Even as I began to really enjoy my ride, I knew that almost no one in my life would approve of this ride. They would want me to turn back, they would want me to make “safer” choices; they would want to come rescue me from the woods. But what do we sacrifice when we continually choose safety over wildness? What do we lose when we share our fear with each other but never our courage? How will we teach each other to be free?

“Nos Están Matando Uno a Uno Nuestro Líderes”

This article first appeared online in English on The Progressive’s website

Mientras mueren lxs defensorxs de los bosques hondureños, en Nueva York se abre el juicio de narcotráfico para el hermano del presidente del país, Juan Antonio Hernández.

Por: Meghan Krausch

“Nos están matando uno a uno nuestros líderes” dijo el mensaje de texto reenviado. El mensaje venía de alguien de la comunidad indígena Tolupán de El Portillo, en la zona rural de Honduras.

La semana anterior, yo había propuesto un artículo sobre nueve personas indígenas en HondurasAlisson Pineda, Wendy Pineda, José María Pineda, Ángela Murillo, Celso Cabrera, Óscar Cabrera, Óscar Vieda, Sergio Ávila, and Ramón Matute, quienes se enfrentan cargos penales por defender su territorio ancestral.

Antes de que pudiera terminar de escribir el ensayo, otro miembro de la familia había sido asesinado.

El 27 de septiembre de 2019, Milgen Idán Soto Ávila fue encontrado asesinado en el mismo lugar donde INMARE, una empresa maderera privada que actualmente está procesando a sus familiares por protestar contra la tala, trabajaba.

Milgen era un joven platicador e inquisitivo de veintinueve años, tenía una presencia constante en el Campamento Digno en Defensa del Territorio Ancestral, establecido por miembrxs de la comunidad que trabajan con el Movimiento Amplio por la Dignidad y Justicia (o MADJ). El objetivo del campamento es parar la tala de la empresa en el bosque de pinos que ha pertenecido a la tribu Tolupán desde que fueron reasentados en esta área, San Francisco de Locomapa, en el departamento de Yoro, en 1864.

Recuerdo bien a Milgen Soto, no solo porque tuvimos una larga conversación, sino también porque cada vez que estoy en Honduras miro con atención a todxs y me preocupo por quién podría estar ausente la próxima vez que regrese. Milgen era un compañero comprometido con grandes ideas sobre cómo crear una sociedad mejor, y compartimos una animada conversación sobre la política global y las contradicciones de sus experiencias en la pobreza extrema a pesar de su derecho histórico a la tierra.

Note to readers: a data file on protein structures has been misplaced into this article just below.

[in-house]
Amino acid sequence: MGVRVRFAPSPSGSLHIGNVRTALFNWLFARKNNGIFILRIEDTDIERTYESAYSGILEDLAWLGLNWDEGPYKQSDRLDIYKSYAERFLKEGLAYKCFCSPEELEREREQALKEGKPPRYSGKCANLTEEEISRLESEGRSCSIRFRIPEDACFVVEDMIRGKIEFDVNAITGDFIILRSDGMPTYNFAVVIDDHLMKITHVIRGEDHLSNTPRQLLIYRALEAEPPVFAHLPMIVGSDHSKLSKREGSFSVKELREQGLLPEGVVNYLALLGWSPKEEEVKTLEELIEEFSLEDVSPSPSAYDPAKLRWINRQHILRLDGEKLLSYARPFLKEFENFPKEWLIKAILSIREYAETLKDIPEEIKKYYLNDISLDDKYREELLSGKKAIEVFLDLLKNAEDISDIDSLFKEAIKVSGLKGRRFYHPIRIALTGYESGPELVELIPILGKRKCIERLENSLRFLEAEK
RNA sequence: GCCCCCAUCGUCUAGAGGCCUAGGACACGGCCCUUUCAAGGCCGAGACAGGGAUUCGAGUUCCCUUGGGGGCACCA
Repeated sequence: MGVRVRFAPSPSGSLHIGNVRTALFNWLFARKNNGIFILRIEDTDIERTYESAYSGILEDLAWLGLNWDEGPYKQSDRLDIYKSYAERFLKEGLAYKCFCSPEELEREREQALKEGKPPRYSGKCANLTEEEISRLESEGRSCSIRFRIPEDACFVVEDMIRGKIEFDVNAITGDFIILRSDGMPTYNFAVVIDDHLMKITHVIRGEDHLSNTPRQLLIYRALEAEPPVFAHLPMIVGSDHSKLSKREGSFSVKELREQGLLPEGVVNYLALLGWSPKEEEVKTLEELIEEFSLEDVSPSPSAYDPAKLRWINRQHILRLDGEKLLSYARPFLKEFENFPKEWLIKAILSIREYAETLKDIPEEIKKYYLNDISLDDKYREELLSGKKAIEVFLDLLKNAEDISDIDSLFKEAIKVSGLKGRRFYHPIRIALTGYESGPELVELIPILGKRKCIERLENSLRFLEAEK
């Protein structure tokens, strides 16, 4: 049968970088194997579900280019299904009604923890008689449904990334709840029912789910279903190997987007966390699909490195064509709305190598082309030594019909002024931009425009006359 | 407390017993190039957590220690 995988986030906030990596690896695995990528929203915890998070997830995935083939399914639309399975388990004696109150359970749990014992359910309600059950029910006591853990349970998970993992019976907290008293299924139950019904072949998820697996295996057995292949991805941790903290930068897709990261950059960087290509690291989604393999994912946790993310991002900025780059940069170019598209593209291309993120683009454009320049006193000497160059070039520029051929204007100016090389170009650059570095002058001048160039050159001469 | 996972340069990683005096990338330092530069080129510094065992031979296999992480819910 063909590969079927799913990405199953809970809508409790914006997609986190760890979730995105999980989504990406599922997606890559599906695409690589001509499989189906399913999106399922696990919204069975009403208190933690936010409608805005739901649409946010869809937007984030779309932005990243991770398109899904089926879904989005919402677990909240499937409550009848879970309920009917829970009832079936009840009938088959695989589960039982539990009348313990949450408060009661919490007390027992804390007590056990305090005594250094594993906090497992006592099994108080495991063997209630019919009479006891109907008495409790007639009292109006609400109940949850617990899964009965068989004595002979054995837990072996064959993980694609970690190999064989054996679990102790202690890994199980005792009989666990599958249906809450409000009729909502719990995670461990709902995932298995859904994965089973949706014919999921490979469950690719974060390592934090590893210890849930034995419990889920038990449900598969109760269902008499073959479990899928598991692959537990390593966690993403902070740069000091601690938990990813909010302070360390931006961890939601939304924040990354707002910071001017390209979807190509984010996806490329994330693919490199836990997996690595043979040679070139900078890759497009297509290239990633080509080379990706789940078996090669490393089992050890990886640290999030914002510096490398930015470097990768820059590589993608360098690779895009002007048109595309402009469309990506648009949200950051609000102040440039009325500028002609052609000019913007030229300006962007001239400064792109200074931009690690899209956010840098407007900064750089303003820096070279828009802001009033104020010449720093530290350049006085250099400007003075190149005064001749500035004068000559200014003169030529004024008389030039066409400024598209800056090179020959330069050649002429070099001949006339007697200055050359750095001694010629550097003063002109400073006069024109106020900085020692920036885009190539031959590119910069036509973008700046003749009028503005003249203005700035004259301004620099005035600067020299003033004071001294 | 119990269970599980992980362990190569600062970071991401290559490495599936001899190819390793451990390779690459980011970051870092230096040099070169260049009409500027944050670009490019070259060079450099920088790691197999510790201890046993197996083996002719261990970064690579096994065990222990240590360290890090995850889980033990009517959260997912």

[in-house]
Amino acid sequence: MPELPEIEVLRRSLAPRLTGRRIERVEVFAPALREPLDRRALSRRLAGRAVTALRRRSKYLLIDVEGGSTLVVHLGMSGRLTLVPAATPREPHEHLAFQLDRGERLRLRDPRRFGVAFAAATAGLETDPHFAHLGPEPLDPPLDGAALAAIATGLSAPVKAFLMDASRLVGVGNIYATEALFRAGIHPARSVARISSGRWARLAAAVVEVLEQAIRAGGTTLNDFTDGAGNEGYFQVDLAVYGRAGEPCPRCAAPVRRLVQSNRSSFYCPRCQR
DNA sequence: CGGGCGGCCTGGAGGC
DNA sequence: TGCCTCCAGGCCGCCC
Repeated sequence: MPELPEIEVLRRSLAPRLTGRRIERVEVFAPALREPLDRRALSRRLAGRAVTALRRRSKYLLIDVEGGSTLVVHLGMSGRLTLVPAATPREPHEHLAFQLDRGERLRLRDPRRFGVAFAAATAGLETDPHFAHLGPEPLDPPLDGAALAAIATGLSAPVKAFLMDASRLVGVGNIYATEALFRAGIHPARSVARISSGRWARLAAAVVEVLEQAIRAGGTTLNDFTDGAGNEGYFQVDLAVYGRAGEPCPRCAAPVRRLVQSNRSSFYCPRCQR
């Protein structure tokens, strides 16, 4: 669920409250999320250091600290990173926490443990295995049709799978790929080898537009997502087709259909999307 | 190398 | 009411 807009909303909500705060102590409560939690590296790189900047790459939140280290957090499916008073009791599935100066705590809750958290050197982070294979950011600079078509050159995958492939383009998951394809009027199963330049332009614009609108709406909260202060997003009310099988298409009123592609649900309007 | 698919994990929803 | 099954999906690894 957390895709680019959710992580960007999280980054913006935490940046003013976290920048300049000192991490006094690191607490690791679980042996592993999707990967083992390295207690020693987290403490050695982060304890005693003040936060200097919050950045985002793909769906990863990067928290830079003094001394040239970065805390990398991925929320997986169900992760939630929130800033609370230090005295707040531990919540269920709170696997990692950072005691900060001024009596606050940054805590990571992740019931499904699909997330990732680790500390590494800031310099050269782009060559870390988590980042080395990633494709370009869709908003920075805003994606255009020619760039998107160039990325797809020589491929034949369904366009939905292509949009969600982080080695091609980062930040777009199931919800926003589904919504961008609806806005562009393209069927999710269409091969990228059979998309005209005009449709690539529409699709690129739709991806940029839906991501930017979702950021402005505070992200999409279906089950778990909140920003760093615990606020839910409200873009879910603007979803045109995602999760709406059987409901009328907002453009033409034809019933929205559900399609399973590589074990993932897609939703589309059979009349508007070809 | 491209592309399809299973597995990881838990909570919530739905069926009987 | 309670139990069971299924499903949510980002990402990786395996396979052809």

En mayo, escribí sobre Ramón Matute y la ceremonia de levantamiento de los espíritus de su hermano y su padre, asesinados a principios de este año. Poco después de la publicación de este artículo, Ramón y otros ocho miembrxs de la comunidad fueron arrestados y ahora enfrentan cargos penales. ¿Su crimen? “Obstaculazición del plan de manejo forestal.”

A nivel internacional, más de 100 organizaciones firmaron una carta de solidaridad con los defensores de la tierra “condenando la criminalización de las acciones legítimas de protesta”. Aunque Milgen no fue arrestado, fue denunciado formalmente por la empresa maderera.

El 29 de septiembre, antes de haber asimilado completamente la realidad de la muerte de Milgen, recibí noticias del asesinato de otro líder Tolupán. Según los informes, individuos desconocidos le dispararon a Adolfo Redondo. Al principio, esta información fue difícil de confirmar porque, como lo expresó el mensaje de texto de El Portillo, “estamos incomunicados. No hay energía en la zona, no hay Internet”.

Milgen fue la tercera persona asesinada en la misma pequeña comunidad contando sólo este año, y la novena asesinada en el conflicto por la tala desde 2013. Sin embargo, el estado hondureño no ha ofrecido las protecciones requeridas por el derecho internacional, ni tampoco ha seguido procedimientos judiciales penales básicos.

Salomón y Samael Matute fueron asesinados en febrero, pero “no hay ningún avance sustancial en la investigación”, dice Mario Iraheta, representante de las y los Tolupánes en el proceso de medidas cautelares y miembro del equipo legal de MADJ. “Los autores materiales [del crimen] siguen libres en la zona, sin una orden de aprehensión”.

En cambio, los recursos del gobierno se están utilizando para criminalizar a los propios defensores de la tierra, que son todos beneficiarios de medidas cautelares de la Comisión Interamericana de Derechos Humanos.

Si bien es un tema muy mediático, Brasil no es el único país donde los bosques están en llamas. En una visita a San Francisco de Locomapa en abril, el humo de los incendios forestales fue tan grave, que todo un grupo de observadores internacionales del Colectivo de Solidaridad de Acción Permanente por la Paz, incluyéndome, se sintieron enfermos después de una sola tarde allí.

No está claro exactamente quién está prendiendo los incendios, que siempre parecen estar furiosos, pero la salud del bosque y de las y los Tolupánes está sufriendo. Los miembros de la comunidad dicen que sufren de una variedad de enfermedades respiratorias.

Una comunicación de 30 de septiembre lanzado por MADJ preguntaba: “¿Quiénes son los asesinos del pueblo Tolupán?”